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Surgical Resource Management during the COVID-19 Pandemic – Insights from Global Surgery

A guest blog by:

Joshua S. Ng-Kamstra, Fellow in Adult Critical Care Medicine – Department of Critical Care Medicine, University of Calgary,

Dhruvin H. Hirpara, Resident in General Surgery – Department of Surgery, University of Toronto,

John Meara, Professor of Global Surgery and Social Medicine – Program in Global Surgery and Social Change, Harvard Medical School, Boston & Department of Plastic and Oral Surgery, Boston Children’s Hospital, Boston, &

Julie Hallet, Assistant Professor – Department of Surgery, Sunnybrook Health Sciences Centre & Department of Surgery, University of Toronto

Background

The COVID-19 pandemic poses an acute threat to human health that is unprecedented in our lifetimes. Many health systems still continue to grapple with the volume of critically ill patients suffering from the virus.. The impacts of this crisis on surgical systems are being felt worldwide by patients and surgical providers. The estimated 30% of the global burden of disease caused by surgical conditions does not pause during a pandemic.1 Each year, 16.9 million people die due to surgically treatable conditions,2 and 15.2 million new cancers are diagnosed, 80% of which will require surgery.3 The magnitude and immediacy of the threat from COVID-19 has led many jurisdictions to cancel elective surgery to preserve precious hospital and critical care beds and limit nosocomial spread of the virus. As local trajectories of the pandemic become clear, surgeons and policymakers need to determine an optimal approach to meet population-level surgical needs to avoid additional pandemic-related morbidity and mortality.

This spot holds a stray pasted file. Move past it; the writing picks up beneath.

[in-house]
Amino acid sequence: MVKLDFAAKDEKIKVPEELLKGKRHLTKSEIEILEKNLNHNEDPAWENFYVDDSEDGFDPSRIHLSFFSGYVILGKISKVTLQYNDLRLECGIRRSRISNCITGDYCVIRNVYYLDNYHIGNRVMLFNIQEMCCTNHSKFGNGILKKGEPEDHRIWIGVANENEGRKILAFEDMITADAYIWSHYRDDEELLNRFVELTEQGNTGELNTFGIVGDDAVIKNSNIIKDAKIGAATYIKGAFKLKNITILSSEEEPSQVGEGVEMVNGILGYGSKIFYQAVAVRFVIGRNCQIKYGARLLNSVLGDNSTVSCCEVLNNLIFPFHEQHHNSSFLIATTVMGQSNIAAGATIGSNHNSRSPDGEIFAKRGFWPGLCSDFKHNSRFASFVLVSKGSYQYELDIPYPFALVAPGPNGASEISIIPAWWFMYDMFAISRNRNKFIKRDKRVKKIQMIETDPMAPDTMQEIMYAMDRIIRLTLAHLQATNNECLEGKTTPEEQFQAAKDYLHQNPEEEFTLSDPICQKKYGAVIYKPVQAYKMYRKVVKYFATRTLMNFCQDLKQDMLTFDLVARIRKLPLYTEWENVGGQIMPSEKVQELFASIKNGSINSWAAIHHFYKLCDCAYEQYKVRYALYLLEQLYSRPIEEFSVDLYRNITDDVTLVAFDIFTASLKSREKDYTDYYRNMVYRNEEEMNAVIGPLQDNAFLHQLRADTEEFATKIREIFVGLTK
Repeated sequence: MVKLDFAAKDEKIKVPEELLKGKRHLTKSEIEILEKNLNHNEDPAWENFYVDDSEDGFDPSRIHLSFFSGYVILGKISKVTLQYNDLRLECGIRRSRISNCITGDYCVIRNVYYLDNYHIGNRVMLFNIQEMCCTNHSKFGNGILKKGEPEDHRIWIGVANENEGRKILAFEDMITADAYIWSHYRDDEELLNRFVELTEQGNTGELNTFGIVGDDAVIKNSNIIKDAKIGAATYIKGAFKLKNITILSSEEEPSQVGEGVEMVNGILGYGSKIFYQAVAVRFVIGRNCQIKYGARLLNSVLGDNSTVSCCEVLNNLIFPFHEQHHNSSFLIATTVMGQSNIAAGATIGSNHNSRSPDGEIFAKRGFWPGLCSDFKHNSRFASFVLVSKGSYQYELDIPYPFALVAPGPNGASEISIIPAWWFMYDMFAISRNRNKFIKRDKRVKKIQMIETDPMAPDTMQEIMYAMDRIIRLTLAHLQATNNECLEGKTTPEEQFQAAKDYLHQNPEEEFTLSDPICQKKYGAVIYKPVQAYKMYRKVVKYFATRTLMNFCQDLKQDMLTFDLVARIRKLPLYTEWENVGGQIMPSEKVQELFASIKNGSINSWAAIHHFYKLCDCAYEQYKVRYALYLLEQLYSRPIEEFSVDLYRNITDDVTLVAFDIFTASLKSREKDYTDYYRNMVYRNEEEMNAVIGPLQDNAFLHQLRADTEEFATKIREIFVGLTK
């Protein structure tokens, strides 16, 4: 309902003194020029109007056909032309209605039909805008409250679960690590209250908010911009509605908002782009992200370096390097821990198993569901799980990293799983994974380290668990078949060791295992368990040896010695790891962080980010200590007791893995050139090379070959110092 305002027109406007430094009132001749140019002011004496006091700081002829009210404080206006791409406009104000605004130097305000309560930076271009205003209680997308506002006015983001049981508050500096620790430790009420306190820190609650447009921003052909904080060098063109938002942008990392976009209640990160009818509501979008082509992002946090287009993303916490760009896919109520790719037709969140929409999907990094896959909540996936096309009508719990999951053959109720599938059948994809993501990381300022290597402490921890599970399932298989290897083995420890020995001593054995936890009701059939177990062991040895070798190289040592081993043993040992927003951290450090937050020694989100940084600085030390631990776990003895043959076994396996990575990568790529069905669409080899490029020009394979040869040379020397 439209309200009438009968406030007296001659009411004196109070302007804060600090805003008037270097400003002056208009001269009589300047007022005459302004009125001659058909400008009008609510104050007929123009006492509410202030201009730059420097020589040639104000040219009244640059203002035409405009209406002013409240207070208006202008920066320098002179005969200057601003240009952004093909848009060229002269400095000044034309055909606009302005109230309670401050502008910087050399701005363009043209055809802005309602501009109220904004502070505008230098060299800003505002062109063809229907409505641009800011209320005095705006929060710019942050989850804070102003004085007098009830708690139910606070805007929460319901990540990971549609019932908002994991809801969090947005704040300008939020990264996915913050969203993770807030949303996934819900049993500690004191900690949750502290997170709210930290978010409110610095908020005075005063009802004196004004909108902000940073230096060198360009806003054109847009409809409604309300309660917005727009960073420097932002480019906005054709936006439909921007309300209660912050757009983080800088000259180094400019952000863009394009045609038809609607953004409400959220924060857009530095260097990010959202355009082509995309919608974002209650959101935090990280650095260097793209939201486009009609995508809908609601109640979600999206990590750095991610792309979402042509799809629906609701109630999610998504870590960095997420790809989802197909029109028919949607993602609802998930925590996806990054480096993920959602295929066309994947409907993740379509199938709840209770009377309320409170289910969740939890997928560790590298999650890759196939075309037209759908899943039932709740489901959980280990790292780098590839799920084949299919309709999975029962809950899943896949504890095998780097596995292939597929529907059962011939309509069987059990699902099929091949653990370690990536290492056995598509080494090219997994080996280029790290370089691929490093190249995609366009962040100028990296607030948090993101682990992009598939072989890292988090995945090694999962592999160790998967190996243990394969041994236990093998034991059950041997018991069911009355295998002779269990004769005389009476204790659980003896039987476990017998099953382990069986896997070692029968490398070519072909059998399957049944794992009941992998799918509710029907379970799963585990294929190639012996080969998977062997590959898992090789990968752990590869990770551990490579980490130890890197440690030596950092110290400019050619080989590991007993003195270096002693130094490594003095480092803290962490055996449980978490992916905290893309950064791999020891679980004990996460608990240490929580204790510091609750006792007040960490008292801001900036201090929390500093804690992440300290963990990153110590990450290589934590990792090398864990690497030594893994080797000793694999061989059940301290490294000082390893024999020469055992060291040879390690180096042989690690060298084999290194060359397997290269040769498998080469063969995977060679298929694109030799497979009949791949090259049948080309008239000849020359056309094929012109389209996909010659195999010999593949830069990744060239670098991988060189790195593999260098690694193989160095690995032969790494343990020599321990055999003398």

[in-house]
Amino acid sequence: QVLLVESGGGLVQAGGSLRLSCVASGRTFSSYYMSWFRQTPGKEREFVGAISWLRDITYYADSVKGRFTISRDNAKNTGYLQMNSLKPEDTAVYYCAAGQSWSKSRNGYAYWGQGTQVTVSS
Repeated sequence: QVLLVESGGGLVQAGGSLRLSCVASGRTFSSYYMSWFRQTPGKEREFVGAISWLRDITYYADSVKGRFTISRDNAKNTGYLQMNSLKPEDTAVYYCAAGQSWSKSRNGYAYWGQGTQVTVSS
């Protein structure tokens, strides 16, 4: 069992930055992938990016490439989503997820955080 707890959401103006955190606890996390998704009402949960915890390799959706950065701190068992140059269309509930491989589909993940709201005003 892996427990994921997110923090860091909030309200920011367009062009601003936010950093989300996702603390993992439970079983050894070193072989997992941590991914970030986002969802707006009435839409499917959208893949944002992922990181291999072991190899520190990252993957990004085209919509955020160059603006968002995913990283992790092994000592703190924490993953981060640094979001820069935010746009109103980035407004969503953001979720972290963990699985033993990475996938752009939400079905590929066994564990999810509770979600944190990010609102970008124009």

Surgical systems are logistically demanding and interconnected networks of services: adaptation to the realities of limited operating theater availability is therefore complex. Human resources will also be threatened;4 safeguarding healthcare workers despite finite availability of personal protective equipment further adds to service delivery challenges. High-volume surgical systems must have the flexibility to systematically scale back provision of surgical care in a way that makes optimal use of resources while minimizing impacts on patients, providers, and systems. Looking at structured ways to operationalize sudden reductions in resources quickly, all countries can learn from existing principles and frameworks in the global surgery literature. Indeed, in addition to advocating for the health and economic benefits of investment in surgical systems,2 the global surgery literature recognizes and addresses the challenge of working under constraint. 

Prioritization of Surgical Services 

Surgical societies have provided guidance to surgeons as to which procedures are essential during this crisis.5,6 Such determinations are based on acuity, complexity, and population burden of disease. In a “must do, should do, can do” procedural framework,2 most surgeons have found themselves limited to providing only the first category: high value procedures (i.e. some cancer surgery) where long-term outcomes may hinge on timely surgical intervention, and urgent life- or limb-saving procedures. Should-do procedures are important but not vital procedures that may be amenable to a temporary workaround and still add value in the long run. Finally, can-do procedures are ones that are often desirable but not necessary—they could be deprioritized first with a relatively smaller impact on patient outcomes. These categories ought to be reassessed as resources change, but this framework can support discussions at the system, institution, and service levels. Non-operative management of traditionally surgical conditions (eg. antibiotics for uncomplicated appendicitis or endoscopic management of an early-stage esophageal cancer) may also aid in resource conservation. Finally, trauma prevention campaigns can be implemented or scaled up to minimize the need for emergency surgery.7  

Mitigating Harm from Delays to Care